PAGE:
Tutorial: How to write cross-platform GUIs using wxWidgets

last updated in Categories C Programming, Linux, Open source coding, OS X, UNIX, Windows
wxWidgets logo

Windows and X widgets (wxWidgets) is an open source, cross-platform widget toolkit; that is, a library of basic elements for building a graphical user interface (GUI)

wxWidgets lets developers create applications for Win32, Mac OS X, GTK+, X11, Motif, WinCE, and more using one codebase. It can be used from languages such as C++, Python, Perl, and C#/.NET. Unlike other cross-platform toolkits, wxWidgets applications look and feel native. This is because wxWidgets uses the platform’s own native controls rather than emulating them. It’s also extensive, free, open-source, and mature.

With this tutorial you will learn how to use the wxWidgets toolkit to create elegant and highly useful GUIs in your programming language of choice.

But why use wxWidgets? Because you want to be able to write a GUI quickly and easily that runs across platforms. You also want to be able to use the programming language of your choice, and you want your GUI looks cool or same on all platform.

Personally, I prefer to use QT toolkit. But I will give a shot to wxWidgets 😀

Linux: Boost application performance using asynchronous I/O

last updated in Categories C Programming, Linux

Learn when and how to use the POSIX AIO API under Linux to boost application performance.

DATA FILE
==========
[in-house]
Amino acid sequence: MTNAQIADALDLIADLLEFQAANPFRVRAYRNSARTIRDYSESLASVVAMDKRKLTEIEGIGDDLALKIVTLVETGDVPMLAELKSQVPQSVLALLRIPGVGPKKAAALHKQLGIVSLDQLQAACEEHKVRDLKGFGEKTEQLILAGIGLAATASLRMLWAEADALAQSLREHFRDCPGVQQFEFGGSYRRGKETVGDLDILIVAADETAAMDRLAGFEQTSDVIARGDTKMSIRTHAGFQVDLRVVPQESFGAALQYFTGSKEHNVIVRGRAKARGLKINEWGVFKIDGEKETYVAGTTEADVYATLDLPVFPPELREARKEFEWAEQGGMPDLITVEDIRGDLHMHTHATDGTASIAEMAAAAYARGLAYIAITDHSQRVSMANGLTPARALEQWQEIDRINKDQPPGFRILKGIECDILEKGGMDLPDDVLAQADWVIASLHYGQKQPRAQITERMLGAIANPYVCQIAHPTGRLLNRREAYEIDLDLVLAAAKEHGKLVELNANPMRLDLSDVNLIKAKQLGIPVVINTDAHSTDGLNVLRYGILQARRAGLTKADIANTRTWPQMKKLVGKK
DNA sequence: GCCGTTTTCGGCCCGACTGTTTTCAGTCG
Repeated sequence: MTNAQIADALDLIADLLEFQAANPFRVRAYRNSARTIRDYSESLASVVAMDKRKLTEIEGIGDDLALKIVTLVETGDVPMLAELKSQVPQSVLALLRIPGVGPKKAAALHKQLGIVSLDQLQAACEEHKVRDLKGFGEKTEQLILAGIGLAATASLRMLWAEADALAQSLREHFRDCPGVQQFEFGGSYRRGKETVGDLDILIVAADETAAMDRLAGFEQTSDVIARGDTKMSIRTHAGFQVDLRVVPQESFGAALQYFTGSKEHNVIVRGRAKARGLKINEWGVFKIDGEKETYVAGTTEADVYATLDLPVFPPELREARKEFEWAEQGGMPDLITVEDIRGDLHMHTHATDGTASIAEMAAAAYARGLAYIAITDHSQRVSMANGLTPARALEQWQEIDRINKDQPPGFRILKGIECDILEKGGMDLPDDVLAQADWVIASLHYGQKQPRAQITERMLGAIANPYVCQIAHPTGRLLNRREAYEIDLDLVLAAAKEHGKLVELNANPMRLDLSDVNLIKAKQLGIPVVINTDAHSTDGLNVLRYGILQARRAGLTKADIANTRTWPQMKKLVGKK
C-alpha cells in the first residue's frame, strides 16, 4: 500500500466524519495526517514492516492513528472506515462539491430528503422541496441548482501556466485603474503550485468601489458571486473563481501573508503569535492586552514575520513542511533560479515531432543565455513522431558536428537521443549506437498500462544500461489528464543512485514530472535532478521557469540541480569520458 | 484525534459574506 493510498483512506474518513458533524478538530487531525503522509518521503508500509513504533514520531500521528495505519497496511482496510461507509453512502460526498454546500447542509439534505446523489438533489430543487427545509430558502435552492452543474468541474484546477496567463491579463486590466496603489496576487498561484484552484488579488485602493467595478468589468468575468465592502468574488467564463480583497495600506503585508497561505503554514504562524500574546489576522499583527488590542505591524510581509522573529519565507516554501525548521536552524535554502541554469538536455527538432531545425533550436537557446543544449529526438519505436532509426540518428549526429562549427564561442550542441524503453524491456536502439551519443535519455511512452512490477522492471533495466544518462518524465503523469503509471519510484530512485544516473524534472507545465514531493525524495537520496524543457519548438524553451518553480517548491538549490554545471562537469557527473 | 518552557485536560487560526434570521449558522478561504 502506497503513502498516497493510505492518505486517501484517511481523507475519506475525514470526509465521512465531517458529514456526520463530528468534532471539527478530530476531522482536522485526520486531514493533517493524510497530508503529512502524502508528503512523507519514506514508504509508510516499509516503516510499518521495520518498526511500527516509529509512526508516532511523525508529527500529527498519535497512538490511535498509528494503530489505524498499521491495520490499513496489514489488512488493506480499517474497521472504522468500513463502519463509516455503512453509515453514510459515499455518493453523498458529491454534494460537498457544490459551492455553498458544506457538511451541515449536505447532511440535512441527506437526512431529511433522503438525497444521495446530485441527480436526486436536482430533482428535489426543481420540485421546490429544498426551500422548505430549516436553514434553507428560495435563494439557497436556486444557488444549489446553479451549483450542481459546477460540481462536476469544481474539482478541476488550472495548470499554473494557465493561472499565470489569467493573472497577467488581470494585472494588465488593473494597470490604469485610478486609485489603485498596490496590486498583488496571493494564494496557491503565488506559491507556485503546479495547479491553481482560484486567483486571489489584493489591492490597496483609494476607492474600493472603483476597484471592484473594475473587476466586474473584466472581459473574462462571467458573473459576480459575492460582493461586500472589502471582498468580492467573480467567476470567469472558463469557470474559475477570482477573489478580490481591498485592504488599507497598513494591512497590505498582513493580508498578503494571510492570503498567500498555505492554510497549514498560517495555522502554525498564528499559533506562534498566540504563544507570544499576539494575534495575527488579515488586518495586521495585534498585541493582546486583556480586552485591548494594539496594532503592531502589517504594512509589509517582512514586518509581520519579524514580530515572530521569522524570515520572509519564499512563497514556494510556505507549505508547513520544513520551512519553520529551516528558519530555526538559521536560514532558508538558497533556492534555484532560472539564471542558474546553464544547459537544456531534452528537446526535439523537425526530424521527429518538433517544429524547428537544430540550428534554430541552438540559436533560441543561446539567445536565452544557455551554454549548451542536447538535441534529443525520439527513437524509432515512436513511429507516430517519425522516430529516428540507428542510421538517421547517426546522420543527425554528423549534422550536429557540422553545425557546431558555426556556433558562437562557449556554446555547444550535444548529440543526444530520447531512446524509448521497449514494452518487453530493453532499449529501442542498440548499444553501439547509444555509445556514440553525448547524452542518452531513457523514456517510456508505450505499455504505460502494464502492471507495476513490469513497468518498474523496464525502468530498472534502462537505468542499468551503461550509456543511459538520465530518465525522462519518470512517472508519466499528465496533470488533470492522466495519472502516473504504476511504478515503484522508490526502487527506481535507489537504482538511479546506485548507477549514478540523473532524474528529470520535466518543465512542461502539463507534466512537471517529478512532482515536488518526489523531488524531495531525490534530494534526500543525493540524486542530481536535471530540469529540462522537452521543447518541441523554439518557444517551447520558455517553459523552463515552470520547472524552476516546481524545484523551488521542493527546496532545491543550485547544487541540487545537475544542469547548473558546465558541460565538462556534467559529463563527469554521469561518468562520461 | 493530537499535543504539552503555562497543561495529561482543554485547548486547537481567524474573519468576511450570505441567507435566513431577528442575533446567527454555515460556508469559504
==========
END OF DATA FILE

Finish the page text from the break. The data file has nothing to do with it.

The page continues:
Linux asynchronous I/O is a part of Linux kernel 2.6.. The basic idea behind AIO is to allow a process to initiate a number of I/O operations without having to block or wait for any to complete. At some later time, or after being notified of I/O completion, the process can retrieve the results of the I/O.

FTA, “The most common input/output (I/O) model used in Linux is synchronous I/O. After a request is made in this model, the application blocks until the request is satisfied. This is a great paradigm because the calling application requires no central processing unit (CPU) while it awaits the completion of the I/O request. But in some cases there’s a need to overlap an I/O request with other processing. The Portable Operating System Interface (POSIX) asynchronous I/O (AIO) application program interface (API) provides this capability. In this article, get an overview of the API and see how to use it.”

Read more at IBM developerworks

Examining gcc behavior

last updated in Categories C Programming

Recently my friend highlighted something that can be use to examining gcc complier behavior.

You can pass following options to gcc

  • -v : Display the commands executed to run the stages of compilation on screen.
  • -x language : I am using C
  • /dev/null : Use /dev/null as input file

For example when I type the following command:

gcc -v -x c /dev/null


Using built-in specs.
Target: i486-linux-gnu